Saturday 30 May 2020

The Collapsing Empire by John Scalzi | review by Stephen Theaker

John Scalzi was by 2017 one of science fiction’s most famous living writers, and though some of that was down to his formidable and somewhat reassuring social media presence, the books played a substantial part too. While the 2013 Hugo award for Redshirts rewarded a book that wasn’t universally adored, it was a sign of how popular he had become with readers, and he subsequently signed a colossal thirteen-book publishing deal (as alluded to in this book’s dedication: “To Tom Doherty … here’s to the next decade”) of which The Collapsing Empire forms the opening salvo.

Cardenia is to be Emperox of the Holy Empire of the Interdependent States and Mercantile Guilds, King of Hub and Associated Nations, continuing the Wu dynasty, which has ruled for a thousand years over forty-seven star systems. She never expected this. She knew her father was the emperox, but didn’t see him much. He had an imperial consort and the heir, Rennered, she had given him, while Cardenia lived with her mother, a professor of ancient languages. Then Cardenia’s princely half-brother crashed his race car, literally lost his head, and left her next in line for the throne.

Cardenia is likeable, intelligent and sensible, so the reader might at this point begin to anticipate the good, wise job she will do of running the empire – but then you remember the title…

There’s no faster-than-light travel in this universe, but by taking their own bubble of reality into the Flow – a “multidimensional brane-like metacosmological structure”, no less – ships can travel through alternate space-time all the way to another star. This discovery saved humanity after Earth was lost, the colonies thus able to share essential resources that none would have had on their own. Hub got its name because it’s the only planet with direct links to all other systems. No one would live there otherwise – it doesn’t spin, so one side is super-hot and the other is frozen, with humans living under the ground or in space stations.

While Cardenia waits on Hub for her father to die, the crew of the Tell Me Another One mutiny while the ship is in the Flow (without even completing the appropriate paperwork), and then things get even worse: they are dropped out of the Flow and back into normal space-time. It’s the beginning of the end for the empire. The streams through the flow are going to dry up, which will leave the interdependent systems in a really tight spot.

It’s a tricky problem for a new emperox to deal with, and a great premise for a science fiction novel. As the apparent villain of the piece Ghreni Nohamapetan says to sweary trader Kiva, whatever this is, “You’ll have a name for it soon.” A small bit of dialogue that says a lot. Another nice moment, made somehow more epic by its mundanity: when an undeniable report of the upcoming apocalypse is presented to humanity’s ruling class, it’s in a stapled paper handout.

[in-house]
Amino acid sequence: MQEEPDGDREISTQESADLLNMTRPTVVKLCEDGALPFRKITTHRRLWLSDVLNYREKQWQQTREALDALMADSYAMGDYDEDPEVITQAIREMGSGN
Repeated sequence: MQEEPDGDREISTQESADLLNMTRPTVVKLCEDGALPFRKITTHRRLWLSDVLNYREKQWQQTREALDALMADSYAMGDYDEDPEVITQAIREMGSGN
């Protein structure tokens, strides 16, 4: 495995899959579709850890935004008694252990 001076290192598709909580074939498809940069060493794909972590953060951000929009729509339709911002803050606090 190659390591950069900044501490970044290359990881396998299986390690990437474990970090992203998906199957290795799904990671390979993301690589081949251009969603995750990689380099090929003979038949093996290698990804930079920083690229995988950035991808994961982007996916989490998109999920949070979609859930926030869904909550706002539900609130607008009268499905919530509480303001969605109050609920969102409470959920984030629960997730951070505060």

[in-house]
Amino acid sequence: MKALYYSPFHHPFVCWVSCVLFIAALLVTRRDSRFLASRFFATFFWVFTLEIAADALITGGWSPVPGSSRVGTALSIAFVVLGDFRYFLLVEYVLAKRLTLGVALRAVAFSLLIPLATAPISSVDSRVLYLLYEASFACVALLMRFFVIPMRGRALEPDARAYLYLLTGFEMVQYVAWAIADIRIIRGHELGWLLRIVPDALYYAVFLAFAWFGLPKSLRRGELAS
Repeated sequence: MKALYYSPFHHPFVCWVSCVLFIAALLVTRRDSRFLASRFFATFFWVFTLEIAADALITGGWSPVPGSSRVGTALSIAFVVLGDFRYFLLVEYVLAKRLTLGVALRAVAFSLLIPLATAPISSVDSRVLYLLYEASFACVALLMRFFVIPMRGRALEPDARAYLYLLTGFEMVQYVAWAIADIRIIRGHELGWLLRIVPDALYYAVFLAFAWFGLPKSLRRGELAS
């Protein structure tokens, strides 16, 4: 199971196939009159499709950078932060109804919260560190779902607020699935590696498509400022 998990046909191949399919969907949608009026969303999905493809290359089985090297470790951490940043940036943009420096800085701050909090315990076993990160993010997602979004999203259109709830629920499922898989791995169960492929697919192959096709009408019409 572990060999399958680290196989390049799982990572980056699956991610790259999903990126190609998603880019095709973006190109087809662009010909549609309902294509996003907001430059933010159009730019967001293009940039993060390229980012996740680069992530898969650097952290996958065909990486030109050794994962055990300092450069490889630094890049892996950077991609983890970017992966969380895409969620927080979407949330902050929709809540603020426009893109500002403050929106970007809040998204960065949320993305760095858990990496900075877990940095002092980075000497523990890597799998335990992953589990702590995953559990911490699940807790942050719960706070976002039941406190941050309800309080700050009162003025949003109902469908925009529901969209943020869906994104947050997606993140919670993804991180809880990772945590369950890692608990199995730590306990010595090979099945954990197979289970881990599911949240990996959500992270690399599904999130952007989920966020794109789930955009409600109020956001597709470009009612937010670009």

About three quarters of the way through the reader will start to wonder whether the story will be finished by the end, and it’s fair to say that it isn’t, nothing like it. Certain plotlines are partly resolved, but unlike, say, Old Man’s War, which kicked off a series but was perfectly satisfying on its own, this feels like the first act of a longer novel divided up for publication. Fans who already know they’ll be reading the whole series won’t mind, but more casual readers may be frustrated.

The book never quite becomes the disaster movie on a galactic scale that early chapters promise, but it’s an easy-to-read, entertaining and commercial novel of the kind you could binge on all summer, similar in tone to the Miles Vorkosigan novels of Lois McMaster Bujold, for example. It has a faith in the power of revealing the truth to undo the villains that already seems quaint; not a surprise then to read that the author found it hard to write during the US election.

The acknowledgements mention the author’s film/tv agent and entertainment lawyer, and this seems cut out for television adaptation, with a plot that features sex and thrills but largely turns upon a series of intense conversations, and provides many excellent roles for women, from Cardenia and Kiva down to Captain Gineos, who appears only in the prologue but is so brilliantly capable that her mutineering crew asks her to resume control in a crisis. If you made a deliberate attempt to write an sf Game of Thrones or a modern Foundation, and had the necessary skills, this might well be the result. ****

This review originally appeared in Interzone #269.

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